the fairness of one partner still reaping the benefits of the other's assets via alimony and child support.

    Are you seriously implying that divorce terminates all financial responsibility for one parent? Or are you laboring under the belief that child support is a princely sum of money?

    Does the money go to the kids or the ex spouse.

    Cliff on
    Wasn't that movie about David Bowie seducing a 16 year old girl while surrounding himself with monsters and rubbing his balls?

    I don't think it was even a movie, it was just some footage of what Bowie does in his day to day life.
  • japanjapan Registered User regular
    edited April 2010
    Cliff wrote: »
    Thomamelas wrote: »
    Cliff wrote: »
    the fairness of one partner still reaping the benefits of the other's assets via alimony and child support.

    Are you seriously implying that divorce terminates all financial responsibility for one parent? Or are you laboring under the belief that child support is a princely sum of money?

    Does the money go to the kids or the ex spouse.

    It goes to whoever gets principal custody of the children, generally.

    japan on
  • Casual EddyCasual Eddy Don't despair. Not even over the fact that you don't despair.Registered User regular
    edited April 2010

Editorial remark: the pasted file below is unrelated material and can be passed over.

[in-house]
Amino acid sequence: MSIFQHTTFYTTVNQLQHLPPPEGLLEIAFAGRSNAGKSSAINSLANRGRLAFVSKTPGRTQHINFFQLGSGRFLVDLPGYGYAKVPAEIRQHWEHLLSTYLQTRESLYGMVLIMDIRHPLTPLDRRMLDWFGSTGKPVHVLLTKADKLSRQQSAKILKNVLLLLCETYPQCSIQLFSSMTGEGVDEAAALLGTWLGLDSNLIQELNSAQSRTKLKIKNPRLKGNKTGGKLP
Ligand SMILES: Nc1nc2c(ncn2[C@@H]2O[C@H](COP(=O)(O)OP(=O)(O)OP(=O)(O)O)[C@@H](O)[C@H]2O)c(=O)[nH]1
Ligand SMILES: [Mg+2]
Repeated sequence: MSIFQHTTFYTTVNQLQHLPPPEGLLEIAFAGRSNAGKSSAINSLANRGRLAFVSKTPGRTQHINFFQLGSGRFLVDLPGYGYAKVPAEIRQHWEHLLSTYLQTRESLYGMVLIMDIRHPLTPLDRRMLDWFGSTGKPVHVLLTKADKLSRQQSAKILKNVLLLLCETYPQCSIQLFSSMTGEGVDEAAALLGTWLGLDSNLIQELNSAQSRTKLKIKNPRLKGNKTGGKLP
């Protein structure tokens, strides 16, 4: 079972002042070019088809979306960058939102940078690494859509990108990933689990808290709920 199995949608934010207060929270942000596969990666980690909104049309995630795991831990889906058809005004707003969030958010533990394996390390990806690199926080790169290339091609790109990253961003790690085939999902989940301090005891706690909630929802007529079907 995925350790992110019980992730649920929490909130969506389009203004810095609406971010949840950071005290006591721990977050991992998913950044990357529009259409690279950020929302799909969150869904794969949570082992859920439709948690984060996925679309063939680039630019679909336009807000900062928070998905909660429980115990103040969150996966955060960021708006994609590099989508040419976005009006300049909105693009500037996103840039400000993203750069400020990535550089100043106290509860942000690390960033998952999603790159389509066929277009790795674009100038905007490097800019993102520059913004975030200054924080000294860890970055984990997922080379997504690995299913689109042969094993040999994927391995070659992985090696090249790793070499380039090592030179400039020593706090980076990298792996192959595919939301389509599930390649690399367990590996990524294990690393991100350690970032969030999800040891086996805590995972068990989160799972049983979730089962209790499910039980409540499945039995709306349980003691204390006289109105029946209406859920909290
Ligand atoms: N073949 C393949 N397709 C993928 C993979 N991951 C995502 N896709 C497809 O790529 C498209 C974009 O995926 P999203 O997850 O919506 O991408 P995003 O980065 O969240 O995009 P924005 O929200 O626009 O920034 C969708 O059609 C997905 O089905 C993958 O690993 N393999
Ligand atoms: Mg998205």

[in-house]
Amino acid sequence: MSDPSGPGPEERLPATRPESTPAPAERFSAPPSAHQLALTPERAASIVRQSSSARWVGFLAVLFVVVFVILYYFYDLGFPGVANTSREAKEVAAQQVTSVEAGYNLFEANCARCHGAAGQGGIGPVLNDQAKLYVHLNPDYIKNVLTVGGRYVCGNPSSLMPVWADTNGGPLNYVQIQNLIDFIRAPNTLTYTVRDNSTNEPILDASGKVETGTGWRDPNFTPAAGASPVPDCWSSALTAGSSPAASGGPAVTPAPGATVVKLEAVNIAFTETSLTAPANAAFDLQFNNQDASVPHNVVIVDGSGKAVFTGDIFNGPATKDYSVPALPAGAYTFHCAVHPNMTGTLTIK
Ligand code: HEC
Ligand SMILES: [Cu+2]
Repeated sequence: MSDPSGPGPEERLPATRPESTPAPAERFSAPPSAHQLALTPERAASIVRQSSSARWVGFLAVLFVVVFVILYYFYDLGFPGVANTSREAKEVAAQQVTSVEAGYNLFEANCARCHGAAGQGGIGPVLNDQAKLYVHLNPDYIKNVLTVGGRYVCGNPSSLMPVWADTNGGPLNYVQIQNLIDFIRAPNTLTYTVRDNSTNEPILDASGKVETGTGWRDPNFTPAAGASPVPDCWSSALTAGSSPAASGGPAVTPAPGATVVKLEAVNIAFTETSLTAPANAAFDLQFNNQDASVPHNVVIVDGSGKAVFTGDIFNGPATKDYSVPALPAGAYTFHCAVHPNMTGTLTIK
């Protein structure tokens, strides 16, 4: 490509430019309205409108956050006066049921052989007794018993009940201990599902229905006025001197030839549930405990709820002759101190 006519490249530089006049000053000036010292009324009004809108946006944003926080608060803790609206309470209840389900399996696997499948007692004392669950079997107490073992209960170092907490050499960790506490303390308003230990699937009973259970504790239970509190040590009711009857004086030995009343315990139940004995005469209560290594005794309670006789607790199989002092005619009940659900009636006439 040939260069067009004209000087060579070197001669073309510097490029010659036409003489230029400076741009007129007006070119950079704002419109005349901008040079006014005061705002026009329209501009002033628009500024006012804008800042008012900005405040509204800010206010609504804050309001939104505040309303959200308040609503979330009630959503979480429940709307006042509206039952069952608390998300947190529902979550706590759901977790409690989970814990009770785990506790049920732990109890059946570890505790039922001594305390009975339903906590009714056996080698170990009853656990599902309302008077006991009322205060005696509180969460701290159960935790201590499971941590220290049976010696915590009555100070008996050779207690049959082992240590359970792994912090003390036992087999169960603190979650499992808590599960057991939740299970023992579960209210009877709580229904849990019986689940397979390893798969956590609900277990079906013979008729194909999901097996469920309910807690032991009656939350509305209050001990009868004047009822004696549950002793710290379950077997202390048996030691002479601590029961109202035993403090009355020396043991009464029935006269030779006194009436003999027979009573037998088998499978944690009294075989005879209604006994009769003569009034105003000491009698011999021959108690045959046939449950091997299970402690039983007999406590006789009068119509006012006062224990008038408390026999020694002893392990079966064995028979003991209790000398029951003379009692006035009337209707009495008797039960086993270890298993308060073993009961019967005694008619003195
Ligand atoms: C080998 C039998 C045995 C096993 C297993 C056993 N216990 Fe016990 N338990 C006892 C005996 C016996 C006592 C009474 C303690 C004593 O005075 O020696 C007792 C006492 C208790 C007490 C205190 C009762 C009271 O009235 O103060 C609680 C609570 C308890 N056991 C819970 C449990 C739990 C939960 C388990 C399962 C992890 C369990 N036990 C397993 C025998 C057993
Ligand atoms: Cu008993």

why would the money go to the children?

    kids aren't very good at buying groceries and paying bills

    Casual Eddy on
    Elki wrote: »

    Casual Eddy: best poster 2014.
    tyrannus wrote: »
    Casual Eddy: best poster of 2015

    gotta update that stuff man
  • iTunesIsEviliTunesIsEvil Registered User regular
    edited April 2010
    why would the money go to the children?

    kids aren't very good at buying groceries and paying bills
    Ah-ha! So its true! That lyin', cheatin' bitch gets mah money!

    It's my money, I tell you! Miiiiiiiiiiiiiiiiiiiiiiiiiine.

    iTunesIsEvil on
  • QuidQuid I don't... what... hnnng Registered User regular
    edited April 2010
    Cliff, should a person agree to cripple their earning power so that the other can become more successful, do you believe that they aren't entitled in any way to that success?

    Quid on
  • Z0reZ0re Registered User regular
    edited April 2010
    Can kids even legally get that much money? I know for most intents and purposes they are considered property of their parents so even if it went to the kids I believe in most states the legal guardian would have full access to it anyways.

    Z0re on
  • ElJeffeElJeffe Moderator, ClubPA mod
    edited April 2010